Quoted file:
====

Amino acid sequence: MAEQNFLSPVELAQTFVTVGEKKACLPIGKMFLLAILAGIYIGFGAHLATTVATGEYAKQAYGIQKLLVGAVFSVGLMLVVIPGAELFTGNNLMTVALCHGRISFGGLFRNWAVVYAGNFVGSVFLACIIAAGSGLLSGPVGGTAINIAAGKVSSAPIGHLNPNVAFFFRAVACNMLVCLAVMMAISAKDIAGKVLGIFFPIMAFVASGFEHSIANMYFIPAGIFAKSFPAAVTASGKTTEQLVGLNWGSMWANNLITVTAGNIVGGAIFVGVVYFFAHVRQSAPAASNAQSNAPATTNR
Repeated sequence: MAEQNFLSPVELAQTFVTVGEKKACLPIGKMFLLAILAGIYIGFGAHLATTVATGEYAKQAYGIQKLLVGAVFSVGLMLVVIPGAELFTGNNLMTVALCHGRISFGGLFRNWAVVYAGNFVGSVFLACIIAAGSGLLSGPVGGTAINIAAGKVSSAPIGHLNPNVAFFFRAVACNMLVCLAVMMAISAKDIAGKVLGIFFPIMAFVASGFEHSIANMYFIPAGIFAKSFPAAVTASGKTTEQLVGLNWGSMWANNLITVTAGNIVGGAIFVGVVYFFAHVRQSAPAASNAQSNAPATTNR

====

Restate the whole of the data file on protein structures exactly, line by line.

Amino acid sequence: MAEQNFLSPVELAQTFVTVGEKKACLPIGKMFLLAILAGIYIGFGAHLATTVATGEYAKQAYGIQKLLVGAVFSVGLMLVVIPGAELFTGNNLMTVALCHGRISFGGLFRNWAVVYAGNFVGSVFLACIIAAGSGLLSGPVGGTAINIAAGKVSSAPIGHLNPNVAFFFRAVACNMLVCLAVMMAISAKDIAGKVLGIFFPIMAFVASGFEHSIANMYFIPAGIFAKSFPAAVTASGKTTEQLVGLNWGSMWANNLITVTAGNIVGGAIFVGVVYFFAHVRQSAPAASNAQSNAPATTNR
Repeated sequence: MAEQNFLSPVELAQTFVTVGEKKACLPIGKMFLLAILAGIYIGFGAHLATTVATGEYAKQAYGIQKLLVGAVFSVGLMLVVIPGAELFTGNNLMTVALCHGRISFGGLFRNWAVVYAGNFVGSVFLACIIAAGSGLLSGPVGGTAINIAAGKVSSAPIGHLNPNVAFFFRAVACNMLVCLAVMMAISAKDIAGKVLGIFFPIMAFVASGFEHSIANMYFIPAGIFAKSFPAAVTASGKTTEQLVGLNWGSMWANNLITVTAGNIVGGAIFVGVVYFFAHVRQSAPAASNAQSNAPATTNR